But perhaps the time element would have been better conveyed by counting down a number of days (didn't SabreWulf do that?) and building tension by running down the clock in a dramatic manner. Let's say you have 7 'days' to complete the task. You could take the background and fade it through the grays & blues as the sun sets, and reverse that for sunrise.
Now, the problem is that you don't have enough grays, making lumpy transitions. Not great for building tension.
So here's the idea: Create stripes of color so it would look like a sunrise/set with brighter colors at the top gradually transitioning to dark at the bottom. You change the color of those bands during sunrise and sunset, telegraphing the passage of time.
To make it look nice, I'd want to do the same thing to the border. I recall you can get an interrupt at the top of the scan, so it should be possible to change it at set points down the scan (using a timer?) but does it look odd? Anyone know of a game that extends the use of color into the border, beyond just a single color? 

 

 

@strideryou know what to do :)

 

 

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So Skyfox was a game I really wanted but being without a disk drive for the longest time it wasn't feasible. It certainly looked the business in screenshots and in the local department store.

 

Being a massive fan of Battlezone and Subroc I finally tried it out and...it's ok. It's an earth bound version of Star Raiders really. Interesting graphics with a real Apple 2 feel to them. Unsurprising since this is a port of the Apple 2 original which might explain the use of orange and purple.

 

It lacks a bit of variety with three types of craft.

 

50138-skyfox-commodore-64-screenshot-yik

 

Tanks.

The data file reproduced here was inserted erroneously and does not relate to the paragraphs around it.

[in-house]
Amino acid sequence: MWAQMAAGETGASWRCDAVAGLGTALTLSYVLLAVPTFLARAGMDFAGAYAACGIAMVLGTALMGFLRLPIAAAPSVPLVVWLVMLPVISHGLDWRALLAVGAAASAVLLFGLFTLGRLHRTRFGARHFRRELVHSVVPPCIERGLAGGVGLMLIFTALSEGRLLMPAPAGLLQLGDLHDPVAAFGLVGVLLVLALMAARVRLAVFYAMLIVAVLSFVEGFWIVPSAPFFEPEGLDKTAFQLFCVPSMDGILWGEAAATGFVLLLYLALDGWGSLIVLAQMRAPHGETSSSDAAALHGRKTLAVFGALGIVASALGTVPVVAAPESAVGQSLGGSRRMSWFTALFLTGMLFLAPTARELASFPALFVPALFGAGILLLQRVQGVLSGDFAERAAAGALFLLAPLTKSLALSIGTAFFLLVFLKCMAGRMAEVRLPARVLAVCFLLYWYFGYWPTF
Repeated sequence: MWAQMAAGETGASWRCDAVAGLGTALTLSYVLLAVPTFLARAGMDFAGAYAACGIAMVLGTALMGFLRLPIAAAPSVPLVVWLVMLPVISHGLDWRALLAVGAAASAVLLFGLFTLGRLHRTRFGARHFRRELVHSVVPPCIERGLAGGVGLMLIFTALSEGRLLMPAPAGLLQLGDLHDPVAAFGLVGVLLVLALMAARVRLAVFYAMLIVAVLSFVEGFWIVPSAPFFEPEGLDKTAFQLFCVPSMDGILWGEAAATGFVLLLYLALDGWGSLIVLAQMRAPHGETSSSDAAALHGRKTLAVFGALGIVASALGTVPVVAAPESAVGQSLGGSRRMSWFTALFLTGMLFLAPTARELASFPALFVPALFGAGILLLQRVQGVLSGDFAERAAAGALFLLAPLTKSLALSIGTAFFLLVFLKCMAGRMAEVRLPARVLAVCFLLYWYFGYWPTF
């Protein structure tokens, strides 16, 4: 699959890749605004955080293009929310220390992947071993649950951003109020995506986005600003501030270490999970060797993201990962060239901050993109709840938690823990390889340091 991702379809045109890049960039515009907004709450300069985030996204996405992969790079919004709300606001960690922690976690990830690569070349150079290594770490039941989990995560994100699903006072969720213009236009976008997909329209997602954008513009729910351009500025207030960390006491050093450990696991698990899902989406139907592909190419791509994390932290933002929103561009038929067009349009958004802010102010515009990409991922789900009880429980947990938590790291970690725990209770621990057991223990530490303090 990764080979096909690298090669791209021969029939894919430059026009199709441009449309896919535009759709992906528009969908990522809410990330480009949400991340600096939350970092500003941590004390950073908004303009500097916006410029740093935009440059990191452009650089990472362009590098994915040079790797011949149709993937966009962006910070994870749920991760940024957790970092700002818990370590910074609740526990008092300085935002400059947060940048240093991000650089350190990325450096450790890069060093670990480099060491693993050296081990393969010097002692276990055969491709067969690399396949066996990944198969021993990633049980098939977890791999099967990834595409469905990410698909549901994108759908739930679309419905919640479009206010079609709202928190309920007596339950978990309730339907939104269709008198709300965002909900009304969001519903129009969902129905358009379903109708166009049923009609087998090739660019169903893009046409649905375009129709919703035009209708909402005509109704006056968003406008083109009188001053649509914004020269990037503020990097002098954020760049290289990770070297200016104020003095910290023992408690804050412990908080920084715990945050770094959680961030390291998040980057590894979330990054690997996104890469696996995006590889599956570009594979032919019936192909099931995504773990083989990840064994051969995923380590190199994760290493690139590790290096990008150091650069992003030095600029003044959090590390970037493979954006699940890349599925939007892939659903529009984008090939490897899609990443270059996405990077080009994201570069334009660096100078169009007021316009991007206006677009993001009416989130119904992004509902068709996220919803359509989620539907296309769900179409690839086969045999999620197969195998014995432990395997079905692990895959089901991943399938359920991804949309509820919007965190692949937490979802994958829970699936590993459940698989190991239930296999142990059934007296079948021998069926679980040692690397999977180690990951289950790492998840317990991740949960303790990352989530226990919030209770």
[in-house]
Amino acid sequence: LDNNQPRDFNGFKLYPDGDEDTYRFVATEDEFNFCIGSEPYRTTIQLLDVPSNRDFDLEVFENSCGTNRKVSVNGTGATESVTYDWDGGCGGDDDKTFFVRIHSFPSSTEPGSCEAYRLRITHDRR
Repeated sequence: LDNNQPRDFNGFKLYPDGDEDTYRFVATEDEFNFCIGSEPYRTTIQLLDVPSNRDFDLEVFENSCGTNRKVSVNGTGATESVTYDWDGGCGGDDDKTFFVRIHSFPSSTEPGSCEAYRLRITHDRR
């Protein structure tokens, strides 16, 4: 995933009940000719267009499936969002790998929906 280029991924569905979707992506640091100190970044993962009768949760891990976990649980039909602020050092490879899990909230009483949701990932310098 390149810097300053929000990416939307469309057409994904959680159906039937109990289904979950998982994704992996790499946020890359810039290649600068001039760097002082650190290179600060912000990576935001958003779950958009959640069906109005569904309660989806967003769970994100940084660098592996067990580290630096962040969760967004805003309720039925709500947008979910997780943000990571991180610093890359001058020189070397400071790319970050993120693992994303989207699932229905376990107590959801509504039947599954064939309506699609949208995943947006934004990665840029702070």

918935-skyfox-commodore-64-screenshot-an

 

Planes.

 

918938-skyfox-commodore-64-screenshot-an

 

The impressive (in screenshots) alien floating city.

 

The impressive thing is Ray Tobey was a teen when he first started showing it around. He talks about it here at http://www.bionictoad.com/skyfox/

 

Quote

Nick Condon & Rod Nakamoto were very impressed with Alpha Strike, and asked me to come back later that day to meet someone.

Arriving at the appointed time, who was standing there but Steve Wozniak! I put in my disk, and it booted to a first person view from inside the cockpit, with large F-15 style planes flying past and music & sound from the Mockingboard. On seeing it, Woz exclaimed that an Apple ][ couldn't do that! He then told me about this new company that was starting up, Electronic Arts, and gave me his card. He wrote a little note of introduction to Trip Hawkins on the back: “Trip, Please consider this flight simulator as the finest Apple game ever done. Woz”

 

How well did it do?

 

Quote

On September 22, 1984, Skyfox made its debut on the Billboard sales charts at number 10. By early November, it had moved up to 6th position. When the Commodore version hit the shelves in 1985, Skyfox went to number 1 and stayed there for most of the year. I didn't receive ranking reports from Europe, but in Japan it also reached number 1.

Stewart, my producer, presented me with a very nice framed gold diskette when sales reached 100,000 units. And a platinum disk when sales topped a quarter million. According to my royalty statements, 317,545 copies were sold. It was the best selling computer game of 1985.